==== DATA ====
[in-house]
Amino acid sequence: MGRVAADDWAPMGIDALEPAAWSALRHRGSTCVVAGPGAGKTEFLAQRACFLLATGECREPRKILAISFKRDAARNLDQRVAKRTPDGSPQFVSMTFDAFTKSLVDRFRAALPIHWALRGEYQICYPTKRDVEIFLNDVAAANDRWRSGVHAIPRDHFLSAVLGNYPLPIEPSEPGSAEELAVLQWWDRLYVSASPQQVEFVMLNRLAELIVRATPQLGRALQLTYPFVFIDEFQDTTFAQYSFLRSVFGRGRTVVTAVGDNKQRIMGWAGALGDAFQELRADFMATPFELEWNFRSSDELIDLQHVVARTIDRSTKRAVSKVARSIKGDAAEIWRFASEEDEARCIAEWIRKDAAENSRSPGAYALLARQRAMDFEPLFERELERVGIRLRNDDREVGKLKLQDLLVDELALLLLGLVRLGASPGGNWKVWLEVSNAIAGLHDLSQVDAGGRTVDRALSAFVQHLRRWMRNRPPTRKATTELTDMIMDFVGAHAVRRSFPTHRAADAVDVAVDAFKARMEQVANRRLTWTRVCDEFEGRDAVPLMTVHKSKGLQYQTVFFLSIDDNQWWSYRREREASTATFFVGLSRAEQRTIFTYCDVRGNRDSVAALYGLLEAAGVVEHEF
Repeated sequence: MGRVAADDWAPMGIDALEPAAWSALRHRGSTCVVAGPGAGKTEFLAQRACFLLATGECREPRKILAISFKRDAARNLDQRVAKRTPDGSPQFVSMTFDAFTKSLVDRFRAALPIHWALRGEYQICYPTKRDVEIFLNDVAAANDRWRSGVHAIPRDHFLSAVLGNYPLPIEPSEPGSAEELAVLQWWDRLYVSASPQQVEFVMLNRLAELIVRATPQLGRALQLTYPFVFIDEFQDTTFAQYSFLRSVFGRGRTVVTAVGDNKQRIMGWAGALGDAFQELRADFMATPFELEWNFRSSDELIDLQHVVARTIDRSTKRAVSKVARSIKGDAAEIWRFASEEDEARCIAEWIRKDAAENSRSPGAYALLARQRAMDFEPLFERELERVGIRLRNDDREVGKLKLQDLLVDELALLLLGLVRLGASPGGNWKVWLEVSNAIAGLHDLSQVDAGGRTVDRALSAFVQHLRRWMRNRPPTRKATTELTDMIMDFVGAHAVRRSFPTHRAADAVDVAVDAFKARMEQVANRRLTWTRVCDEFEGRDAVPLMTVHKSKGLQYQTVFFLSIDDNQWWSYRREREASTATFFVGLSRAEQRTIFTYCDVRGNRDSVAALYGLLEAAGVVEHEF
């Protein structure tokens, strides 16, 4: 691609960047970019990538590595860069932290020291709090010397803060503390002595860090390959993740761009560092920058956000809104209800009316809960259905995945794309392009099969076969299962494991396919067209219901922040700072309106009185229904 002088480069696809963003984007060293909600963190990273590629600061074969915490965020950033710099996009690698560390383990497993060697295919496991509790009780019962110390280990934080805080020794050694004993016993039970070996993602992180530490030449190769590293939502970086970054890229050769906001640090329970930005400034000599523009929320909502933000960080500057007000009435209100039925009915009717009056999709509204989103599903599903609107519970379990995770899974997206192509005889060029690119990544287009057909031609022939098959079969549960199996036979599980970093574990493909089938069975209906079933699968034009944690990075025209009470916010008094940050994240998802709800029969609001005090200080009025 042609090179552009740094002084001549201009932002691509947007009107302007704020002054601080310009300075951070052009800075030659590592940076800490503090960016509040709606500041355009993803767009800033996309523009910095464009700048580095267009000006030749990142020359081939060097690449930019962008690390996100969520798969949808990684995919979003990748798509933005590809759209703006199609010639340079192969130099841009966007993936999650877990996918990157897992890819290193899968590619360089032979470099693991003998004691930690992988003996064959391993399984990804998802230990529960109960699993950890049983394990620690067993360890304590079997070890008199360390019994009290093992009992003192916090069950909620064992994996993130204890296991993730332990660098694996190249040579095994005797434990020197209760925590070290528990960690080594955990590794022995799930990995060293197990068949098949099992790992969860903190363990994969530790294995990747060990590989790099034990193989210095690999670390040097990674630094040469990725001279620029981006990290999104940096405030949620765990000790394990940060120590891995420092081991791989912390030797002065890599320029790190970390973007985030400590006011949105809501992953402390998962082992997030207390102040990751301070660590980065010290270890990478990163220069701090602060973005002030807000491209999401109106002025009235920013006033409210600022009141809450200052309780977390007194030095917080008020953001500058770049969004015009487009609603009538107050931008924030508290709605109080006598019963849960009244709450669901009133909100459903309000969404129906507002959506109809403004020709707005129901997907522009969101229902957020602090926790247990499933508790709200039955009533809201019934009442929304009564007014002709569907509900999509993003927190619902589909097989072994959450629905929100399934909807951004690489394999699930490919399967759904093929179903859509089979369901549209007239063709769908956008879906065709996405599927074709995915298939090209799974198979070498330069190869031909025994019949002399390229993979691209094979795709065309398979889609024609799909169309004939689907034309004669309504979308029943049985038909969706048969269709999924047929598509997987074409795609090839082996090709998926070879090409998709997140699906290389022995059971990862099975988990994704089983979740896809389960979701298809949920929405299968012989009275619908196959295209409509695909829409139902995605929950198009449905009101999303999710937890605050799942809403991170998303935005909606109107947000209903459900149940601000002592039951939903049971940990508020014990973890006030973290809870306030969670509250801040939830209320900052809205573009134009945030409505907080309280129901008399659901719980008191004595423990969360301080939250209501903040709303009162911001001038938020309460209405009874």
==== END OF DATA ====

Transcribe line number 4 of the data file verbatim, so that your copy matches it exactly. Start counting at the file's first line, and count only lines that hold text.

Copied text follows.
């Protein structure tokens, strides 16, 4: 691609960047970019990538590595860069932290020291709090010397803060503390002595860090390959993740761009560092920058956000809104209800009316809960259905995945794309392009099969076969299962494991396919067209219901922040700072309106009185229904 002088480069696809963003984007060293909600963190990273590629600061074969915490965020950033710099996009690698560390383990497993060697295919496991509790009780019962110390280990934080805080020794050694004993016993039970070996993602992180530490030449190769590293939502970086970054890229050769906001640090329970930005400034000599523009929320909502933000960080500057007000009435209100039925009915009717009056999709509204989103599903599903609107519970379990995770899974997206192509005889060029690119990544287009057909031609022939098959079969549960199996036979599980970093574990493909089938069975209906079933699968034009944690990075025209009470916010008094940050994240998802709800029969609001005090200080009025 042609090179552009740094002084001549201009932002691509947007009107302007704020002054601080310009300075951070052009800075030659590592940076800490503090960016509040709606500041355009993803767009800033996309523009910095464009700048580095267009000006030749990142020359081939060097690449930019962008690390996100969520798969949808990684995919979003990748798509933005590809759209703006199609010639340079192969130099841009966007993936999650877990996918990157897992890819290193899968590619360089032979470099693991003998004691930690992988003996064959391993399984990804998802230990529960109960699993950890049983394990620690067993360890304590079997070890008199360390019994009290093992009992003192916090069950909620064992994996993130204890296991993730332990660098694996190249040579095994005797434990020197209760925590070290528990960690080594955990590794022995799930990995060293197990068949098949099992790992969860903190363990994969530790294995990747060990590989790099034990193989210095690999670390040097990674630094040469990725001279620029981006990290999104940096405030949620765990000790394990940060120590891995420092081991791989912390030797002065890599320029790190970390973007985030400590006011949105809501992953402390998962082992997030207390102040990751301070660590980065010290270890990478990163220069701090602060973005002030807000491209999401109106002025009235920013006033409210600022009141809450200052309780977390007194030095917080008020953001500058770049969004015009487009609603009538107050931008924030508290709605109080006598019963849960009244709450669901009133909100459903309000969404129906507002959506109809403004020709707005129901997907522009969101229902957020602090926790247990499933508790709200039955009533809201019934009442929304009564007014002709569907509900999509993003927190619902589909097989072994959450629905929100399934909807951004690489394999699930490919399967759904093929179903859509089979369901549209007239063709769908956008879906065709996405599927074709995915298939090209799974198979070498330069190869031909025994019949002399390229993979691209094979795709065309398979889609024609799909169309004939689907034309004669309504979308029943049985038909969706048969269709999924047929598509997987074409795609090839082996090709998926070879090409998709997140699906290389022995059971990862099975988990994704089983979740896809389960979701298809949920929405299968012989009275619908196959295209409509695909829409139902995605929950198009449905009101999303999710937890605050799942809403991170998303935005909606109107947000209903459900149940601000002592039951939903049971940990508020014990973890006030973290809870306030969670509250801040939830209320900052809205573009134009945030409505907080309280129901008399659901719980008191004595423990969360301080939250209501903040709303009162911001001038938020309460209405009874």